The third International Transportation Design Forum was held in February at Pforzheim University, near Stuttgart, Germany. The event was held in combination with the spring Transportation Design degree show.
The Design Forum saw the presentation of the Paul Pietsch Design Award, sponsored by Auto Motor und Sport magazine. The brief for the competition was to design a 'variable' SUV combining two bodystyle concepts, and seat at least four people. Eight design proposals were presented by two students from each of the participating schools:
- Musashino Art University, Tokyo, Japan
- Institute of Art and Design, Tsinghua University, Peking China
- Monash University, Melbourne, Australia
- Fachhochschule Pforzheim, Transportation Design, Germany.
The jury included design chiefs Chris Bangle (BMW), Peter Pfeiffer (Mercedes), Murat G�nak (VW), Martin Smith (Opel), Chris Bird (Ford) und Francois de Gaillard (Webasto).
First prize went to Pforzheim student Philipp R�mers for his 'PFaeno' concept. The prize for Best Marketing Strategy went to Shi Jia from Tsinghua University. Gao Fei, also from Tsighua University won the prize for Best interior. The prize for 'Best Sculpture' went to Musashino student Akinori Myoi for his concept 'Silver Crane'. Mark Johnson from Monash University won the Best Multimedia Presentation award for his 'OutBack' project.
PFaeno by Philipp R�mers is a 'New-Cargo-Vehicle Coup�', combining fun and practicality in one car. It has a unique cabin layout, where the driver and co-driver sit at the rear of the car, over looking the 'long bonnet' covering the cargo space. Although having larger dimensions, the vehicle's proportions evoke memories of a classic big GT-Coup�. The engine is situated under the seats of the driver and co-driver at the rear of the vehicle. Under the long bonnet there is a large load space with two additional seats hidden in the floor. The PFaeno can be loaded through a large front door, and can accomodate anything up to and including the height of a full size bicycle or quad. The driver and co-driver enter through the large sliding doors at the side, the seats then glide on rails into the driving position. To cover over the cargo area can also be extended up and forward, and all four seats can then be moved to the front, creating a 'stadium stand'.
Sixth semester Pforzheim University student Robert K�hn presented 'adapt' an SUV in the Golf size-class. The rear part of the car extends into a trailer for cargo, with the trailer wheels stowed inboard of the vehicles rear wheels when not in use. The roof extends upwards for open-air motoring.
'Outback' by Monash University student Mark Johnson is aimed at young people living in the country regions of Australia, for work and recreation. It offers the practicality of a utility, and is ridden like a motorbike or horse to allow more physical interaction and enjoyment while operating the vehicle. The Outback teaches its younger owner to become a safer driver through the use of interactive controls and limiting the speed of the vehicle to 60km/h. The design takes inspiration from motorbikes, hot rods, early model pick-ups and early Australian farm machinery such as the Sunshine Harvester.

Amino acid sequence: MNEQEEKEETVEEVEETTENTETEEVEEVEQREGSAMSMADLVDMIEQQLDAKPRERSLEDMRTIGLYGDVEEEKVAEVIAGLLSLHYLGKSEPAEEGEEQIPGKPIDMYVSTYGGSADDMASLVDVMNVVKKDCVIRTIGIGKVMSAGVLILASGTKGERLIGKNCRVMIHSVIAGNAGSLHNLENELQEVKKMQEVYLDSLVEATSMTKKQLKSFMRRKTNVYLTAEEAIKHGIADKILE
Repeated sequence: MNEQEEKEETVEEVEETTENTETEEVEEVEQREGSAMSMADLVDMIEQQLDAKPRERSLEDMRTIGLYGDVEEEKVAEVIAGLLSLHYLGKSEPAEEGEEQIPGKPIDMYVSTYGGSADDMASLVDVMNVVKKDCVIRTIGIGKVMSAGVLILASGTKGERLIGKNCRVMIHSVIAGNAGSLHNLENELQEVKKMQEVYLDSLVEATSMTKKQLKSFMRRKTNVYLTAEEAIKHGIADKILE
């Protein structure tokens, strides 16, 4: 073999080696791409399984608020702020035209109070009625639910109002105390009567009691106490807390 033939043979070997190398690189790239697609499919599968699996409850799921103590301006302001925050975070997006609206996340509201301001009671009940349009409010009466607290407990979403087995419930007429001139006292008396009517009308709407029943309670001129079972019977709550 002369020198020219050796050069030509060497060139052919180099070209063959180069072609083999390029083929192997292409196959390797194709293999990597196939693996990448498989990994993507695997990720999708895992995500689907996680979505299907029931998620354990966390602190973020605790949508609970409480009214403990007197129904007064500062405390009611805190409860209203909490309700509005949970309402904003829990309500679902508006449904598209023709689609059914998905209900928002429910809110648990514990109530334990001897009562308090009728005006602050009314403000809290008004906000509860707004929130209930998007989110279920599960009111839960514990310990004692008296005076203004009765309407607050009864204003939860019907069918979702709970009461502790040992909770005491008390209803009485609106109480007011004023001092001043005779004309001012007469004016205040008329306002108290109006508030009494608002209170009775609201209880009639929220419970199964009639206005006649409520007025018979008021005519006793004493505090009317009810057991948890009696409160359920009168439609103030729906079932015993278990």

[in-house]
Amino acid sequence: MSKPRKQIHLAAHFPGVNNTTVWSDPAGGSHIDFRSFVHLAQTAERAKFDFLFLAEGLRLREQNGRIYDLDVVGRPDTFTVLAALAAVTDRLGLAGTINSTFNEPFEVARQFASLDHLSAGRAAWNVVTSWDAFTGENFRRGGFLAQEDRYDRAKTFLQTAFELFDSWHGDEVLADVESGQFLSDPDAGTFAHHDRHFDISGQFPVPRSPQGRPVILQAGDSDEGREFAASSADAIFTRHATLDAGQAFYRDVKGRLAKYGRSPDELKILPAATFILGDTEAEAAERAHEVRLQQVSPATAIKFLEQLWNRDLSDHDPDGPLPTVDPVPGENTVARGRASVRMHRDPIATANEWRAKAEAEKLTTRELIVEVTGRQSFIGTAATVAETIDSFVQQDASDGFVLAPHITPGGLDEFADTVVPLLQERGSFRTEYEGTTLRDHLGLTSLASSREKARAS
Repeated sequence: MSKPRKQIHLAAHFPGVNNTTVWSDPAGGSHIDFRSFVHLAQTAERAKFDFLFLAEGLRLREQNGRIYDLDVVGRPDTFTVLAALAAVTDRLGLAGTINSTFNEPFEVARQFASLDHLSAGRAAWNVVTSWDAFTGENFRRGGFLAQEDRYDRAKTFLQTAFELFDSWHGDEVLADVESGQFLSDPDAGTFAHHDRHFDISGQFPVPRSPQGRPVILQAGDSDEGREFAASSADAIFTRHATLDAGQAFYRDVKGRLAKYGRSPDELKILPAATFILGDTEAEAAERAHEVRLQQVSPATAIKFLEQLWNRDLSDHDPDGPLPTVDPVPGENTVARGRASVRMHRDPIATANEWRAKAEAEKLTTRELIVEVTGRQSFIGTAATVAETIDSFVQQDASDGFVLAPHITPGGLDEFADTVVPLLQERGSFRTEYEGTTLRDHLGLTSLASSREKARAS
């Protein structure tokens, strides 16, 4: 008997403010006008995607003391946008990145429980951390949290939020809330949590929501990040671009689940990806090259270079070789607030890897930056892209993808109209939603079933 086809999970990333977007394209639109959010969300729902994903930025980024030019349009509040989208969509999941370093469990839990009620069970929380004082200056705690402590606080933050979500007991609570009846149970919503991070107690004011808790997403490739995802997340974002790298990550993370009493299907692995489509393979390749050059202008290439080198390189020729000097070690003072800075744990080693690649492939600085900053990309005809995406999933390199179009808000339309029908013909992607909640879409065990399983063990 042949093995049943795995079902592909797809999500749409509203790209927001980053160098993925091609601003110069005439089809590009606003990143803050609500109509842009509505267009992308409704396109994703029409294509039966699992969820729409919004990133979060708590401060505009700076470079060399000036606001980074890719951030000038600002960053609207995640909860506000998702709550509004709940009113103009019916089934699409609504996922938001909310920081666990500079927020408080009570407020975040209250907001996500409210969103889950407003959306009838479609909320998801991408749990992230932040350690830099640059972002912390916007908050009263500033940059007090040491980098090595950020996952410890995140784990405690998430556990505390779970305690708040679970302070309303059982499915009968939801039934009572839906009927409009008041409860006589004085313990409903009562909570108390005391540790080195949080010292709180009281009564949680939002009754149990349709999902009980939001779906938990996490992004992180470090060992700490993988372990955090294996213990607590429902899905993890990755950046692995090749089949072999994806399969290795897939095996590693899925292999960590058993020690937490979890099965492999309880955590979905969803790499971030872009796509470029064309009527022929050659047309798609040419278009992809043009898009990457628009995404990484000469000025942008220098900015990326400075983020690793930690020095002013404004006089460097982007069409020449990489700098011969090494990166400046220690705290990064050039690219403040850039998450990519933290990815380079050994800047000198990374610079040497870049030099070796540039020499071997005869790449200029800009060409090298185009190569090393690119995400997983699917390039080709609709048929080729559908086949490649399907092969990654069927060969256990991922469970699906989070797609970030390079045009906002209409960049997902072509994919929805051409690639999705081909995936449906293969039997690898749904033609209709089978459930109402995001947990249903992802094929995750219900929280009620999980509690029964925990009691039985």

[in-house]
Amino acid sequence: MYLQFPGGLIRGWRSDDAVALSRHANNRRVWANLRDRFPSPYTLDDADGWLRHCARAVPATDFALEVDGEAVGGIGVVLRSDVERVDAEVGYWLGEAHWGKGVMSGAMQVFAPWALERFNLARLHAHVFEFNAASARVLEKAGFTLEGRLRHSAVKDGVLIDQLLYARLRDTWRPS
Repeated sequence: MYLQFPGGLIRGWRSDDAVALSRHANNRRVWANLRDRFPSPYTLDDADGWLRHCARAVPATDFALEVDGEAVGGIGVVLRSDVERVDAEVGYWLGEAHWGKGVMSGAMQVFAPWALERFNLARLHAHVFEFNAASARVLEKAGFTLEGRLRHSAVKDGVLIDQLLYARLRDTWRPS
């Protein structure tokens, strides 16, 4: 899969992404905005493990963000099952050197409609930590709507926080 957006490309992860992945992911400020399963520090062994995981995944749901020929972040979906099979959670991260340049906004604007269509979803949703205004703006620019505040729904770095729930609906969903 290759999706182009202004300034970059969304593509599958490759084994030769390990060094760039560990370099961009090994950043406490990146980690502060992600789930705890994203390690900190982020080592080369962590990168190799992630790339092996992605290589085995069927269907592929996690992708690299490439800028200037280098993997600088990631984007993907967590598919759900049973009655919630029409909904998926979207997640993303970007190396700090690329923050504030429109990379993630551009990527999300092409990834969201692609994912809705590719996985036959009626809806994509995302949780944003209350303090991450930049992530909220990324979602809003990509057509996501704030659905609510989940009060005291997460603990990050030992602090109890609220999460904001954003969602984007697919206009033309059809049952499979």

Monash University student Nima Nourian presented '2020 Vision', a road service vehicle for Australia.The RSV is a multi function vehicle designed to cater for roadside assistance, incident response, vehicle shunting and towing for members of auto clubs. This is a purpose built vehicle that caters for all regions of the country. The RSV comes in three wheelbase lengths and can accommodate varying numbers of passengers. A shunt bar is located at the front for moving a vehicle to a safe location. If the RSV is the first to the accident scene, cameras located on the roof photograph the scene and this information is relayed back to other emergency services.The interior can be used as a waiting room for the members while their vehicle is being repaired.
The Pforzheim University graduation exhibition included work from graduating Diploma and Masters students from the Transportation Design degree courses. Also shown was a Volkswagen-sponsored project by the 5th and 7th semester students, as well as work from students in the earlier stages of the diploma and masters courses.
The graduating Diploma students were:
Claas-Hinrik Connors, Staphan Fahr-Becker, Andreas Thurner and Norbert Truxa.
'Circus Maximus' by Claas-Hinrik Connor is a futuristic grand prix concept for the year 2020. This concept brings the fascination of the old roman chariot races into our future. Vertical lift technology in combination with driven front wheels powers and balances the two wheeler. Most of the twin turbines power goes to the front wheels. The rest of the power is used to lift the rear of the vehicle with two directable nozzles. Side stabilisers guide the thrust to achieve cornering stability. The racers length is 18 ft, 9.3 wide and a maximum height of 4.6 ft. It has a top speed of 235 mph. To pilot the vehicle is a challenge and honour for every man.
Stephan Fahr-Becker presented a 2+2 BMW SportTouring conceived as a 'lifestyle-variant' of the 7 Series, combining aspects of a GranTurismo and a wagon bodystyle. This approach allows for the creation of a desirable niche vehicle, and avoids creating an excessively voluminous wagon bodystyle on the large 7 Series platform. Clamshell doors are used for ease of entry to the rear seats.